With everything together and up and running I ran the new build through a series of benchmarks to make sure it would run smoothly and I also wanted to publish a benchmark of what to expect from this build performance wise. This way if you would like you could run any of the same benchmarks and see how your build compares.
Kingston HyperX SSD Results
Seagate SSHD Results
So I’m sure some of you are curious, how well did the build perform cooling wise? When running our benchmarks as well as while playing games I kept a close eye on all of the temperatures, in a small build like this heat can be a big challenge. Going into the build I was a little concerned with the possibility that I would struggle with CPU cooling performance, because of this I actually installed the power supply backwards so it would pull air in from the CPU and blow it out the back of the case. In testing the Noctua heatsink kept things cool. With Heaven benchmark running CPU temperatures stayed a consistent 41 to 42 degrees and motherboard temperatures were similar. For such a small heatsink and a compact build this was much better than I had expected.
My other concern however was the GPU though. While playing games I didn’t experience too much of an issue, but when I left Heaven Benchmark running for an extended period of time I saw GPU temperatures reach 100 degrees. After a little experimenting I noticed that this wasn’t an issue at all when I removed the side panel. I found that the TU-100’s main flaw is if you are running two drives on the bottom of the case there isn’t really room for it to pull in fresh air into your video card. I think a much better design would be to move the two drives to the top of the case and ditch the slim disc drive bay all together. This would open up a little room around the video card. Along with that a small vent on the bottom of the case, with slightly taller feat would allow the card to pull in cool air. In the end, I only experienced this with a benchmark looping, but I have every intention on pulling the side panel off at LANs just to be safe, and to show off the goods inside anyhow.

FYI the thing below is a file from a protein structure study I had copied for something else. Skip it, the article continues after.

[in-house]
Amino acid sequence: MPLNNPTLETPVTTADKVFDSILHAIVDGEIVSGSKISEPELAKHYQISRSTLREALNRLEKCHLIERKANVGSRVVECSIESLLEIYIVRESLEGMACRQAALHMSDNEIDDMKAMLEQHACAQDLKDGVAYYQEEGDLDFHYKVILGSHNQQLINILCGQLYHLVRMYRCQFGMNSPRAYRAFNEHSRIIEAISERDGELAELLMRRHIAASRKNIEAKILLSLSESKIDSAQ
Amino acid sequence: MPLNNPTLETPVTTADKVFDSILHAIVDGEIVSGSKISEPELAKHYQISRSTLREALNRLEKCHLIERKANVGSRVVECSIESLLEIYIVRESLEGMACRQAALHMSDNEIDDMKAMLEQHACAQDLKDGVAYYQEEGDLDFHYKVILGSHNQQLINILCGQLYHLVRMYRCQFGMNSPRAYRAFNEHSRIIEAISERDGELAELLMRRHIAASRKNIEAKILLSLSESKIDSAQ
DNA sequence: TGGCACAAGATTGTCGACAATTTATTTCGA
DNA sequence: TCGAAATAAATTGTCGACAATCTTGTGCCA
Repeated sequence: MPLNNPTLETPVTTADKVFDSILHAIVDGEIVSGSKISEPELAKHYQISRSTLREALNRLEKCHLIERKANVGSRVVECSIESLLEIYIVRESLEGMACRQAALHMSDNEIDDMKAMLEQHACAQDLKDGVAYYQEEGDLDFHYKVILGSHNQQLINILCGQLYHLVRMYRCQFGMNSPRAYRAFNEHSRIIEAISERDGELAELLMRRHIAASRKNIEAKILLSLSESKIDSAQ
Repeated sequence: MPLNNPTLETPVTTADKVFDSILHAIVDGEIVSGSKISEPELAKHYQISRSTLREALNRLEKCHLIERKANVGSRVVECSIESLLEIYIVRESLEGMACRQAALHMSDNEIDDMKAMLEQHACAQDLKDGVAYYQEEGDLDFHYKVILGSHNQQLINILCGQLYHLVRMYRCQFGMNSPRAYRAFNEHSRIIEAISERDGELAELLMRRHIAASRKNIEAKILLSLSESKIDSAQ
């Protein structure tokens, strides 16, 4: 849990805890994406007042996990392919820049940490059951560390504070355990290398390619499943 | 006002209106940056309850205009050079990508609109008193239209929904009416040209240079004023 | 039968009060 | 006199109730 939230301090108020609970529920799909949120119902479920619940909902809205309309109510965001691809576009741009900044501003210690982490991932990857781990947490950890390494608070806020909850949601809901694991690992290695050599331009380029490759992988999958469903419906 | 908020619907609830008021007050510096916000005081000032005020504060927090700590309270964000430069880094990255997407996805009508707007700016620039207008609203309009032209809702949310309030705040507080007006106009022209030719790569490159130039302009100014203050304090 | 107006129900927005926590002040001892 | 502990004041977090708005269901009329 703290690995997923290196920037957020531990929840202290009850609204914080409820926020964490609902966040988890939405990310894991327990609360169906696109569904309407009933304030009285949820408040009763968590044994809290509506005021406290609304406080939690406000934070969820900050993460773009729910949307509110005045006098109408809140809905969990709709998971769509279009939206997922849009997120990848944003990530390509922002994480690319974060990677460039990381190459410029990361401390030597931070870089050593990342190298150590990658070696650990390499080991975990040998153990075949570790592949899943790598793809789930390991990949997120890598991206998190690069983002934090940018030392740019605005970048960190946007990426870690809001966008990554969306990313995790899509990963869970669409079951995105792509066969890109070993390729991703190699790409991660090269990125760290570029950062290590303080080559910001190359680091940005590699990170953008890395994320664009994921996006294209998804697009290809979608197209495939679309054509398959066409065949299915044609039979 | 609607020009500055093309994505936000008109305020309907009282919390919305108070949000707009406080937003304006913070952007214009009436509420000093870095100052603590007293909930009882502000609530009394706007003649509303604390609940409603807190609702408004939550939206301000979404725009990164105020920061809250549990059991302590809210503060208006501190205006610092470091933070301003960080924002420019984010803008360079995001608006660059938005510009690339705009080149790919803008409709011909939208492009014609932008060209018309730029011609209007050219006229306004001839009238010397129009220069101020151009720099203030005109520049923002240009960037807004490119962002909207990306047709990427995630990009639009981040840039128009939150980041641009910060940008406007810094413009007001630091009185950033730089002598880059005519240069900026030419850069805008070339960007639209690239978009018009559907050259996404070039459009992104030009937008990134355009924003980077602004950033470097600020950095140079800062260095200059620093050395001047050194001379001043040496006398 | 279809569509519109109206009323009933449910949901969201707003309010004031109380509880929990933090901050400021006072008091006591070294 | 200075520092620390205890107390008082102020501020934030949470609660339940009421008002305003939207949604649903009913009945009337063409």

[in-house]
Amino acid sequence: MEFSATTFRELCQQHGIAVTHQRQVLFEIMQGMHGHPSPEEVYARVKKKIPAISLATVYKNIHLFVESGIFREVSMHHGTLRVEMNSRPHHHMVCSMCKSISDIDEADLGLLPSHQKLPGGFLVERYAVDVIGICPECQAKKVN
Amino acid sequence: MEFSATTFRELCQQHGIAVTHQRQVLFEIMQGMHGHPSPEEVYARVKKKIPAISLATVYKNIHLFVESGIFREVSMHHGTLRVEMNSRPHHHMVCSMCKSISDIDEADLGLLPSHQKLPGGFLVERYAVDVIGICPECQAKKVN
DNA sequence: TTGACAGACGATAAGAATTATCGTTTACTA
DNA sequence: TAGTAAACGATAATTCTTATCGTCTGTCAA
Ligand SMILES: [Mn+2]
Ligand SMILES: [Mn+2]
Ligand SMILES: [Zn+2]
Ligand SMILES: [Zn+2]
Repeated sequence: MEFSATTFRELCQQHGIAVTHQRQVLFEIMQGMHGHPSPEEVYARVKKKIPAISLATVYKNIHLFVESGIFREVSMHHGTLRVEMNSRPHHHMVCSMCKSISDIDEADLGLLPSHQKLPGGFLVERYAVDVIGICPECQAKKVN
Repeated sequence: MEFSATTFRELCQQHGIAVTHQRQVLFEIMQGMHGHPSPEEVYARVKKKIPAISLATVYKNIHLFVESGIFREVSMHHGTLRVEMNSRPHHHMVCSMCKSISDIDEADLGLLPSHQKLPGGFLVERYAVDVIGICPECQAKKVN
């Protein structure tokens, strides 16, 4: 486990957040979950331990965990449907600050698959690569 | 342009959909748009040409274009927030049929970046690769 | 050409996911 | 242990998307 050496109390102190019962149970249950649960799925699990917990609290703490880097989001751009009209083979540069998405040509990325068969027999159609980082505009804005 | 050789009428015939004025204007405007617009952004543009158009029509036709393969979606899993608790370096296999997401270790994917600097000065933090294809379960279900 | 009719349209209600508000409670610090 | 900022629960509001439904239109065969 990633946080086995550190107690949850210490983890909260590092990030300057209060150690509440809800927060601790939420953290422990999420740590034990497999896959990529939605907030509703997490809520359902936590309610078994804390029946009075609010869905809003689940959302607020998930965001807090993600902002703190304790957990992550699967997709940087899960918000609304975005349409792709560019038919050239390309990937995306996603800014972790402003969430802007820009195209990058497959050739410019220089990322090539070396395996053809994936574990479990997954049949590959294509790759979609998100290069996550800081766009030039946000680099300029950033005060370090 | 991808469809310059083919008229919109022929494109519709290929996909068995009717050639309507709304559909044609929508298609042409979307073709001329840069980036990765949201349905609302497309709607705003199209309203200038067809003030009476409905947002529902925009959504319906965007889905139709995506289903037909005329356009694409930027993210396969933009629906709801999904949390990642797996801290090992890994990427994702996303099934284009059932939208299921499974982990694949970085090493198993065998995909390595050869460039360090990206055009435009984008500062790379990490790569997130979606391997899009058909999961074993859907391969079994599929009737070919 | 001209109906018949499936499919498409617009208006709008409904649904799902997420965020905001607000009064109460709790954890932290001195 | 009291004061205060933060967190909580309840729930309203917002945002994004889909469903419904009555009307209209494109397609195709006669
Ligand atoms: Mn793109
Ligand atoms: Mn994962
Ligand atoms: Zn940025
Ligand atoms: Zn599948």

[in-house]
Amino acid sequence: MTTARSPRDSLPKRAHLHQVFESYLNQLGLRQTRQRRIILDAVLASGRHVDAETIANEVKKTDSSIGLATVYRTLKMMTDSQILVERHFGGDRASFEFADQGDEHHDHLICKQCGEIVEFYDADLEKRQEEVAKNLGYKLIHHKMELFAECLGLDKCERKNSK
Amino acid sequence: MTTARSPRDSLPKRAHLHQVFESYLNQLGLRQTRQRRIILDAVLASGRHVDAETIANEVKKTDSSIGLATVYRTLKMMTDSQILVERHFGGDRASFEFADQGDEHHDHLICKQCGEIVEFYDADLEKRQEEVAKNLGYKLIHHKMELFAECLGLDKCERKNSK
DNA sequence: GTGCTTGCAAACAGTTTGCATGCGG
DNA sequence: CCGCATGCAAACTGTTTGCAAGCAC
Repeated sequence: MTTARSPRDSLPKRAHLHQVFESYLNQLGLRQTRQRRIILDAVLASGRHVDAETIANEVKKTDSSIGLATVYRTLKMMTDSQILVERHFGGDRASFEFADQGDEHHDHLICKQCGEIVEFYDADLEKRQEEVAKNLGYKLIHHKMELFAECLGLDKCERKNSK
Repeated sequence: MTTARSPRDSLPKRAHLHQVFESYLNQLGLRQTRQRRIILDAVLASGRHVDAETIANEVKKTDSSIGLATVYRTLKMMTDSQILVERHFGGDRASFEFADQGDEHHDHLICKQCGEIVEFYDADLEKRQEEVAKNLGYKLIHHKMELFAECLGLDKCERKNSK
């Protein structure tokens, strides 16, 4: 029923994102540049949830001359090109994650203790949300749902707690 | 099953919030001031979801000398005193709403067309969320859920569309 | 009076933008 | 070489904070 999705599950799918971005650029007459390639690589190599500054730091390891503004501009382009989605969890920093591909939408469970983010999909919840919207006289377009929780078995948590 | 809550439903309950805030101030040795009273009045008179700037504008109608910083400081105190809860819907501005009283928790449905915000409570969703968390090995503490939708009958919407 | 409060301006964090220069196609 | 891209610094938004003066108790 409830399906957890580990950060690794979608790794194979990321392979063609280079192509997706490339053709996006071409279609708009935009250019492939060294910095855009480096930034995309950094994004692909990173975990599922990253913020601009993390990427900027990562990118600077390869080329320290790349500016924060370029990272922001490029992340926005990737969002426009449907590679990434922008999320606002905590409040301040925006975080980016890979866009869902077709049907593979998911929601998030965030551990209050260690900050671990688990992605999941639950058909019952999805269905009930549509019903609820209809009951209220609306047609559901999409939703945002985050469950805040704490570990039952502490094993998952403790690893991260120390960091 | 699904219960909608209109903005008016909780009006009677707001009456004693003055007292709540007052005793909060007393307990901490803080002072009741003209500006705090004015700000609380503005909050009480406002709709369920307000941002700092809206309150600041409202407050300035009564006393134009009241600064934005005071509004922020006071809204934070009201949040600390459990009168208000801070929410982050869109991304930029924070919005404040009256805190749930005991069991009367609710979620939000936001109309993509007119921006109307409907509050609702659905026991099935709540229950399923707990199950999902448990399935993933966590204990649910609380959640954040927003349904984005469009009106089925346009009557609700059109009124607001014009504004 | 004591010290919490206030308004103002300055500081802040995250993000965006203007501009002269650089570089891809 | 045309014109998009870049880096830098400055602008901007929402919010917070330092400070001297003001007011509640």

Beyond all of the benchmarks, I have been extremely happy with this build so far. Not only is it extremely snappy. But the overall experience is great with the software that Asus includes with their motherboard as well as the recently upgraded Geforce Experience that Nvidia provides with their cards. I have spoken many times before about Asus’s software, but living with it day to day is great. Being able to tune the fan profiles in a case like this was especially important to be able to stay on top of heat before it builds up. The Nvidia software “experience” was impressive because of the newly introduced ShadowPlay that runs like a DVR while you are playing, allowing you to press a button combination and save the last 5-10-or more minutes of your game play, all without slowing down your gaming experience at all. I don’t know how many times something awesome has happened in game and I wished that I was recording; a feature like this will never let that be an issue again.
I mentioned before that I would talk about any regrets with the build? Well obviously in a situation like this where we are partnering with various companies I can’t always get exactly what we are looking for. If I had to do it all over again I would have gone with the Asus Impact motherboard for its upgraded audio card and also for its black and red theme that would match our video card. To go with that I would rather have red or black ram. The mix of colors from gold, red, black, blue, silver, and whatever colors that Noctua uses gives Lunchbox 3 a little room for improvement. But then again you can’t see inside of it anyhow, and frankly in a build like this portability and performance are the top two worries and it has both of those and some!